The day after he led the University of North Carolina Tar Heels to a national basketball championship in 1982, freshman star Michael Jordan, a 6’6″, cobra-quick guard with dizzying aerial moves, was back on campus playing in a pickup game. Never one to rest on his laurels, Jordan said he wanted “to work on my weaknesses.” It must have been a short workout, because it would take a search party to find even a minor flaw in his game. “Whatever a basketball player is supposed to have, Michael Jordan has it,” enthuses NBC basketball analyst Al McGuire. “Watching him is like watching a highlight film.”
After two more dazzling years, Jordan, now a 21-year-old junior and arguably the country’s top college player, will lead the heavily favored Tar Heels into the NCAA championships, which begin this week. To be sure, he gets plenty of help from All-America teammate Sam Perkins. Still, Jordan has topped UNC—a school that is a virtual assembly line for NBA stars—in scoring for two straight years, helped guide the United States to a gold medal in the Pan American Games in Caracas last summer and is a shoo-in to make the Olympic team this summer. Says teammate Matt Doherty, who guards Jordan in practice, “He’s just a pain in the neck to stop.”
Forever modest, Jordan himself deflects such hoopla. “I’m just a team player who’s willing to contribute in any possible way to win,” he says. A ferocious competitor, he may be one of those athletes who hates to lose more than he loves to win. “Michael doesn’t like to lose at anything he does, whether it’s cards, pool or basketball,” says teammate Buzz Peterson, who is also Jordan’s confidant and roommate in a modest two-bedroom student apartment. Observes Tar Heel coach Dean Smith: “One time this year in practice we put him in with four guys who weren’t starters, and Michael’s team got killed. It ruined his evening.” Says Jordan, “I have to be a man and accept losing, but it’s very hard for me.”
Ironically, Jordan was considered too small to play varsity basketball as a freshman in high school in his hometown of Wilmington, N.C. Nonetheless he persevered, playing endless games of one-on-one with his older brother Larry, now a senior at UNC. By the end of his senior year, Jordan had grown eight more inches (he has added another inch at Chapel Hill), made the varsity and become one of the most sought-after high school seniors in the country.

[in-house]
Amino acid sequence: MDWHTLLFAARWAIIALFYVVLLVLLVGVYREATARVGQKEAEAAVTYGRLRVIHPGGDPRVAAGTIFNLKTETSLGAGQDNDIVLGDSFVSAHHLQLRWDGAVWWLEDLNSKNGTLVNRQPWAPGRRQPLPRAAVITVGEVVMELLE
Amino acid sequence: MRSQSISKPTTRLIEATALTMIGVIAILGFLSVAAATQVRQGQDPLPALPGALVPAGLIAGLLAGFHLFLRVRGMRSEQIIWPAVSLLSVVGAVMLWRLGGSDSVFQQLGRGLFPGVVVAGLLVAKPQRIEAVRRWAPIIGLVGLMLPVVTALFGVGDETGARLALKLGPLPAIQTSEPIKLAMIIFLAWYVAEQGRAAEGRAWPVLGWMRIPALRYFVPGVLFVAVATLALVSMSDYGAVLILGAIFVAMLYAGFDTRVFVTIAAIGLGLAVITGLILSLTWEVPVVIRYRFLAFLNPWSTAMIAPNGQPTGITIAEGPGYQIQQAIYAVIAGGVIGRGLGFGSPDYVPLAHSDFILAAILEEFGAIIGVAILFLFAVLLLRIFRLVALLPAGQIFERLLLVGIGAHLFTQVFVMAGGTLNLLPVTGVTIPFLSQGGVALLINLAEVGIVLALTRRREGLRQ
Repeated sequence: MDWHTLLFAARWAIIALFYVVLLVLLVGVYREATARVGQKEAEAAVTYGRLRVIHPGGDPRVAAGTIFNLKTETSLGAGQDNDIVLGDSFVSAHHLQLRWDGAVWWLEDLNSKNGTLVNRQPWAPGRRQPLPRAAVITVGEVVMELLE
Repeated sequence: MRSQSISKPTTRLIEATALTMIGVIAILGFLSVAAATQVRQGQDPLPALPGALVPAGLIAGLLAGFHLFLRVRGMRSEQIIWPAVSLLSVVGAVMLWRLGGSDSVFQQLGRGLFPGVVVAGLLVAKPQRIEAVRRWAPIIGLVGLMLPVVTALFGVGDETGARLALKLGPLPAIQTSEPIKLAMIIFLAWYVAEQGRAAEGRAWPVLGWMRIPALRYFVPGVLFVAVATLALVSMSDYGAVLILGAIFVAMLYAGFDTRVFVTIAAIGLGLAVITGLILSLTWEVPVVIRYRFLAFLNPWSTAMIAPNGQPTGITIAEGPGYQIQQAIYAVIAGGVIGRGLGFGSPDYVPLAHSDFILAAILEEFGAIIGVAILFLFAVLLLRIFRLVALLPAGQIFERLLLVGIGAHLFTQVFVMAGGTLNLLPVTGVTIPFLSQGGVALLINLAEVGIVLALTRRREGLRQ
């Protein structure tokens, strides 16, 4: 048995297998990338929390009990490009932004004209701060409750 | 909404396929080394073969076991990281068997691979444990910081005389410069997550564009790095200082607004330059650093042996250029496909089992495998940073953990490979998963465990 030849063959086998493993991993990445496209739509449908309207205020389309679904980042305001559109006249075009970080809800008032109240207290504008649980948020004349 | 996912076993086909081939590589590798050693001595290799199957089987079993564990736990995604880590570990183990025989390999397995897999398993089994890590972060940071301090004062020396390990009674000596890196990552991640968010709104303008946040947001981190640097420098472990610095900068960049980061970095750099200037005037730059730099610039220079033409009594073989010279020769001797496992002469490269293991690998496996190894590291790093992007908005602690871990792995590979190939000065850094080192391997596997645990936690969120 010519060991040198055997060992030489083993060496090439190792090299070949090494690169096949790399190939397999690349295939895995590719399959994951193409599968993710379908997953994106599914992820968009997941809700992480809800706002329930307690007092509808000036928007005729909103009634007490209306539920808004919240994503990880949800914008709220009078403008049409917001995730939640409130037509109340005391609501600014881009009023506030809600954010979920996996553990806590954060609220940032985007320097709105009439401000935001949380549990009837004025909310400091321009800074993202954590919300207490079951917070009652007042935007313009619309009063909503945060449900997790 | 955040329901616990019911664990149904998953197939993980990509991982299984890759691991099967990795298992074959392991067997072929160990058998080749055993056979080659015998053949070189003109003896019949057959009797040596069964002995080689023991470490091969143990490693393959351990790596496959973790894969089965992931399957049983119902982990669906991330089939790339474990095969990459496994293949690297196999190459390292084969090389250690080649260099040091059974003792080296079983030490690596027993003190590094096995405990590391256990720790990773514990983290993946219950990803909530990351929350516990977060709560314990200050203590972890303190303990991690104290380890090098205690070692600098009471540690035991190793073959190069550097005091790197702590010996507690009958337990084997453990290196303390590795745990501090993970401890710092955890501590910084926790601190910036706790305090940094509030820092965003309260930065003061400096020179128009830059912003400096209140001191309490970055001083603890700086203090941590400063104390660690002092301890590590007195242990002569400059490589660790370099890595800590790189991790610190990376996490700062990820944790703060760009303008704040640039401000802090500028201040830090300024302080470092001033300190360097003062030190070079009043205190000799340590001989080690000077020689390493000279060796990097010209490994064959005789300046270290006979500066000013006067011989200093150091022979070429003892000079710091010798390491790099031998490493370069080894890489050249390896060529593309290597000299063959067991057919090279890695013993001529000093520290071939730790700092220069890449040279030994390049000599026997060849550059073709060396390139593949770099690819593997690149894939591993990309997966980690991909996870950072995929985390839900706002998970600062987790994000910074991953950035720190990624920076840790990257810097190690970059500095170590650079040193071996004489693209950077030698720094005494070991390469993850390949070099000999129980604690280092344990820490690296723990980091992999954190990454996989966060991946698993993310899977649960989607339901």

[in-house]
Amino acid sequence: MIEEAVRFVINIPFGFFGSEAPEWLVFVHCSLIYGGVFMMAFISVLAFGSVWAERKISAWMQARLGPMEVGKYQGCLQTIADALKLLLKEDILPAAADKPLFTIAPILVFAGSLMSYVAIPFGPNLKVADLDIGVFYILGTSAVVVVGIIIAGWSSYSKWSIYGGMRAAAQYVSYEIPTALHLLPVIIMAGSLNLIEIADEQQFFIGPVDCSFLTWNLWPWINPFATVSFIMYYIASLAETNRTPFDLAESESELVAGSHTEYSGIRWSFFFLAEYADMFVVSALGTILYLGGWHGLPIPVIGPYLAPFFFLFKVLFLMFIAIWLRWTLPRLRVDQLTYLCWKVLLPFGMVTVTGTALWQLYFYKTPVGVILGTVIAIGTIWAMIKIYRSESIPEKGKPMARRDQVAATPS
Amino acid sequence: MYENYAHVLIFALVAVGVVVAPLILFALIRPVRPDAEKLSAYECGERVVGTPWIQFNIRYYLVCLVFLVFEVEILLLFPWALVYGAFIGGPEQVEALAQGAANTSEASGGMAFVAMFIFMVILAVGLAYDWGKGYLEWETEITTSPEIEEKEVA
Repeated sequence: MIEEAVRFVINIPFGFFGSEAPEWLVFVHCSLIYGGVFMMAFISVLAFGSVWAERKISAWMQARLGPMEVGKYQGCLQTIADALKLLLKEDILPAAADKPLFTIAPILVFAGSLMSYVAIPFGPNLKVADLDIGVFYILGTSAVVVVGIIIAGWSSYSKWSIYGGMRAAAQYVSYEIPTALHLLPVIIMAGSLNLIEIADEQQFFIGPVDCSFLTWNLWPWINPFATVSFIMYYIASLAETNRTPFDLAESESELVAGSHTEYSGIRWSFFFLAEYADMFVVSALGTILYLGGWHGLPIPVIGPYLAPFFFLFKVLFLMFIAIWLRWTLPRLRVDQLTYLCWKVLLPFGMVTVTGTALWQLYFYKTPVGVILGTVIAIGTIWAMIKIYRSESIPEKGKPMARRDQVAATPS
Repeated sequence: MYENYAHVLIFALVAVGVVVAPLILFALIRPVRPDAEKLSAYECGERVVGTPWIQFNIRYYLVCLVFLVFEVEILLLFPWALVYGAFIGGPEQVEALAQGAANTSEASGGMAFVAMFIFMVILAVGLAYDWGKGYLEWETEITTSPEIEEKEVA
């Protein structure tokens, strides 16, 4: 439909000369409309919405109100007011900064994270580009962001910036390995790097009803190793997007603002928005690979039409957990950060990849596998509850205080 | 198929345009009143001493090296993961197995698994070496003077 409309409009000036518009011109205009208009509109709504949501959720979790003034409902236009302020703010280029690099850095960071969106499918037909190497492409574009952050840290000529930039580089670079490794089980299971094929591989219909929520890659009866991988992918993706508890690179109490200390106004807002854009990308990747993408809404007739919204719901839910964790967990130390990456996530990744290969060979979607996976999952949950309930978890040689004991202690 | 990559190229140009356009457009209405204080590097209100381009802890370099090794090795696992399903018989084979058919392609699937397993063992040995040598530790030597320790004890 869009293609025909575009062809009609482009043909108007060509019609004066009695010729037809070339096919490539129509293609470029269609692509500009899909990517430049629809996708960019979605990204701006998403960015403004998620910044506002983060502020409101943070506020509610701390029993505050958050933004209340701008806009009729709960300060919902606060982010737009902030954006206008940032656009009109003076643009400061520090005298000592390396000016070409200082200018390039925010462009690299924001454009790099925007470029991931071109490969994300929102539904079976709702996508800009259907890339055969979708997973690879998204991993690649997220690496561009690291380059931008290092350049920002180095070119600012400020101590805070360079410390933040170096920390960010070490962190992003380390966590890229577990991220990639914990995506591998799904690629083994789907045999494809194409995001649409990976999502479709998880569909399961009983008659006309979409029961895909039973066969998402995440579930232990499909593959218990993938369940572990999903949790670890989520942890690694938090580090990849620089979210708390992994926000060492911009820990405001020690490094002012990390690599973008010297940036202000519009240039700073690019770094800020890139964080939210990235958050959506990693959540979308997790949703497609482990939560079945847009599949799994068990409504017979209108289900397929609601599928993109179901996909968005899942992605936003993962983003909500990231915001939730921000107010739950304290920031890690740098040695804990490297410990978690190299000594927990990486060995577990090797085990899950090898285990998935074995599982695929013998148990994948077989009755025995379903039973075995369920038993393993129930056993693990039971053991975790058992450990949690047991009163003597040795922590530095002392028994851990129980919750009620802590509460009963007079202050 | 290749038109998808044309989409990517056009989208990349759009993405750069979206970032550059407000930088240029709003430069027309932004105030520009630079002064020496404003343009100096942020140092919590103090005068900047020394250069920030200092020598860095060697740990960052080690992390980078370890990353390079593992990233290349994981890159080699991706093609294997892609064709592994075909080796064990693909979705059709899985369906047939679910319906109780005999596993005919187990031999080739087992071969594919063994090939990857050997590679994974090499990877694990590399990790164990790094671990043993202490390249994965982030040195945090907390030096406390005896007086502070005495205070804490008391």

Jordan’s parents are his biggest boosters. His father, James, an equipment supervisor at a General Electric plant, and his mother, Deloris, a customer-service supervisor at a bank, travel to almost all of Michael’s games, whether in Chapel Hill or Hawaii. “Michael could never walk away from basketball,” recalls his dad. “He’d just play and play and play.”
Jordan’s off-court demeanor is light-years away from that of a college superstar. Once, when roommate Peterson had to rush home to Asheville, N.C. to visit a sick aunt, he returned to their apartment to find that Jordan had “the whole room cleaned up, my closet fixed, my bed made, and my shoes and sweaters in the right place. That’s the kind of person he is.”
His life isn’t all basketball. Jordan relaxes by shooting pool five times a week, golfing, bicycling and watching TV. “If there’s a movie on he really likes and a basketball game, he’ll watch the movie,” reports Peterson. Though Jordan once juggled three girlfriends, he and Peterson look upon steady dating the way others might view being shipped off to the Gulag. “We felt like we were young and we still had a whole life ahead of us,” explains Jordan of their noncommittal policy. A geography major with a B average, he hopes to become a college professor once his inevitable pro career is finished.
But this month winning another national title is the challenge. In the NCAAs Jordan could wind up playing against such better-known college stars as Houston’s Akeem “The Dream” Olajuwon and Georgetown’s Patrick Ewing, both seven-footers. Jordan is not intimidated by the prospect. “When I go against players who have gotten a lot of publicity, I always consider myself the lowest on the totem pole,” he explains. “That makes me work harder, because I want to get to the top.” Somebody should tell him he is already there.